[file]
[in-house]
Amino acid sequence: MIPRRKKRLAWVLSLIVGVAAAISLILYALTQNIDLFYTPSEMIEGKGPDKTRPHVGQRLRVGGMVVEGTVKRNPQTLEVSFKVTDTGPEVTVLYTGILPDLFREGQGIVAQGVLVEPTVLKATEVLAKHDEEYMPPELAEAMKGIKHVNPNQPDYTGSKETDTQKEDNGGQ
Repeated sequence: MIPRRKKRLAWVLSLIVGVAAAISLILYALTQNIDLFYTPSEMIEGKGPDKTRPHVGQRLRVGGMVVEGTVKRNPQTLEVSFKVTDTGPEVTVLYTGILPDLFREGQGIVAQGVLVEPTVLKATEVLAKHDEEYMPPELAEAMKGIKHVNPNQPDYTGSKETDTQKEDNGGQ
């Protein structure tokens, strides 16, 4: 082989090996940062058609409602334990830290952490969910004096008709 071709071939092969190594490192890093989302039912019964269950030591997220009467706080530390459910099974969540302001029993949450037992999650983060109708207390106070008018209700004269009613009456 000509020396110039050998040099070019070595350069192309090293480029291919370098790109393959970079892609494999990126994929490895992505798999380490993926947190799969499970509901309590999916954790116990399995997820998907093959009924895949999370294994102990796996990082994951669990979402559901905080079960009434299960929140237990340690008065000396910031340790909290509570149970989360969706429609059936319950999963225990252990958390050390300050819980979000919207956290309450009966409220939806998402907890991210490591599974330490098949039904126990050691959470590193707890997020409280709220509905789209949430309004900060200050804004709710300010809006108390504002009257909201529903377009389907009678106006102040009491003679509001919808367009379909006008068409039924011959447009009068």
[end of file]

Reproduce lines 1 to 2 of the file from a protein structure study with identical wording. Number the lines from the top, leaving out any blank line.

[in-house]
Amino acid sequence: MIPRRKKRLAWVLSLIVGVAAAISLILYALTQNIDLFYTPSEMIEGKGPDKTRPHVGQRLRVGGMVVEGTVKRNPQTLEVSFKVTDTGPEVTVLYTGILPDLFREGQGIVAQGVLVEPTVLKATEVLAKHDEEYMPPELAEAMKGIKHVNPNQPDYTGSKETDTQKEDNGGQ